A version of this story first appeared in the Feb. 19 issue of The Hollywood Reporter magazine. To receive the magazine, click here to subscribe.
Aaron Sorkin and Scott Rudin are teaming up to bring Harper Lee’s iconic novel To Kill a Mockingbird to the stage. The new theatrical production written by Sorkin and produced by Rudin is being prepped for the 2017-18 Broadway season, with Tony winner Bartlett Sher set to direct.
This is not the first collaboration between the Oscar-winning screenwriter and the megaproducer. Sorkin and Rudin previously collaborated on 2010’s The Social Network and last year’s Steve Jobs.
Along with his Hollywood career, Rudin has been a longtime theater producer, having worked on A Raisin in the Sun, The Book of Mormon and This Is Our Youth. He is producing Arthur Miller’s The Crucible for the current Broadway season.
Sorkin spent his early career as a playwright, having written A Few Good Men in 1989, which he later adapted into the Oscar-winning movie. The Farnsworth Project and Making Movies are among his other stage projects.
Rudin spent two years pursuing the rights to the novel and will be responsible for bringing one of the great books of American literature to the theatergoing masses The stage production of To Kill a Mockingbird has no relation to the film rights associated with the book.
Harper Lee’s To Kill a Mockingbird, published in 1960, won the Pulitzer Prize for fiction and is one of the most beloved novels of all time. The Alabama-set story takes place in the mid-1930s and centers on 10-year-old Scout Finch, her widowed lawyer father Atticus, their reclusive neighbor Boo Radley and the trial of Tom, an African-American man (falsely) accused of raping a white woman. The 1962 film version starring Gregory Peck as Atticus, Mary Badham as Scout and a young Robert Duvall as Boo Radley is also considered a classic, having been nominated for eight Academy Awards (including best picture) and winning three (including best actor for Peck).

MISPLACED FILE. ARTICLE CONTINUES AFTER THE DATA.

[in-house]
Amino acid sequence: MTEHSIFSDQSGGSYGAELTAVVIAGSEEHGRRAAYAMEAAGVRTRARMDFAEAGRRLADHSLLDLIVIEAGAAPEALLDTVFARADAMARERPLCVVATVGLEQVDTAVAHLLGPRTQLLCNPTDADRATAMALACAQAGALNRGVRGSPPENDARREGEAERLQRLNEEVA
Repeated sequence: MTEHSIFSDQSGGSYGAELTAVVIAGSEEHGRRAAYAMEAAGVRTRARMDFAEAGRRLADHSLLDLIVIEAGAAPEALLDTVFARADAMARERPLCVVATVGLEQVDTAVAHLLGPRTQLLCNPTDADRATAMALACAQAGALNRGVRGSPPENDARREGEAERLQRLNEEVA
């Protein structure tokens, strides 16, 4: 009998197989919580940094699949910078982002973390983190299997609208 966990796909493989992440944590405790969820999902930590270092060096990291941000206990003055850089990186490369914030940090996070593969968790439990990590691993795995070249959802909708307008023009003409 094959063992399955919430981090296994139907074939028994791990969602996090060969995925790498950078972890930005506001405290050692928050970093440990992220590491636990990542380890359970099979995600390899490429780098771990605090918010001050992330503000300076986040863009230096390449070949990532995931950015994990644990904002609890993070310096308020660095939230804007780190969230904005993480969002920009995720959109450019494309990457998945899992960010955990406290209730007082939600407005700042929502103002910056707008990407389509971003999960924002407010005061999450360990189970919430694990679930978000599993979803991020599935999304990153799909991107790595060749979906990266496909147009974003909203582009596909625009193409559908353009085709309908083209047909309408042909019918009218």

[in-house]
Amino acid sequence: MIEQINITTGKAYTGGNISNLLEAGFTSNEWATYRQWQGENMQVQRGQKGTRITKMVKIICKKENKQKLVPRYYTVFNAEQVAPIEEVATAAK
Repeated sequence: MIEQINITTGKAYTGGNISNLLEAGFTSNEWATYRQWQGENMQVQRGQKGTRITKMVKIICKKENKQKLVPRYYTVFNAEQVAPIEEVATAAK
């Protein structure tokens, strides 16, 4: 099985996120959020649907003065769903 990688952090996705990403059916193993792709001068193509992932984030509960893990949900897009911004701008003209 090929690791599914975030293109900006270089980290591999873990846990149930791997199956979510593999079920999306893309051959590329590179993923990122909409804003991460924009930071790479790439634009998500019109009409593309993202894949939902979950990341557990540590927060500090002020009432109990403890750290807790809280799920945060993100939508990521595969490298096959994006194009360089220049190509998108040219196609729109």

Go Set a Watchman, a pseudo-sequel, was published in July 2015. Though the story is set in the 1950s, some 20 years after Mockingbird, the book was actually written beforehand. Despite mixed reviews and questions about whether Lee, now 89, wanted the manuscript to be published, Watchman was a huge best-seller. It was HarperCollins’ fastest-selling book of all time, with first-week sales topping 1.1 million copies.
A stage version of Mockingbird by Christopher Sergel debuted in 1991 and has played every May in Lee’s hometown of Monroeville, Alabama, since then. Developed mainly for school productions, Sergel’s play has also found favor with regional theater groups in the U.S. and the U.K. The Dramatic Publish Company, which owns the rights to Sergel’s play, has allowed the Monroe County Heritage Museum to put on the play for the past 25 years. This year the show will be run by a new not-for-profit as opposed to the museum, according to a post on Dramatic Publishing’s Facebook page.
The museum has previously reported $200,000 in ticket sales to the show. Museum officials say they will struggle financially without its biggest fund-raiser.
Relations between the museum and Lee have suffered since 2013, when a trademark dispute over souvenirs that the museum was selling ended up in court. The case was settled last year. Dramatic Publishing did not release an explanation for the change, but the Rudin production may have had something to do with this sudden switch.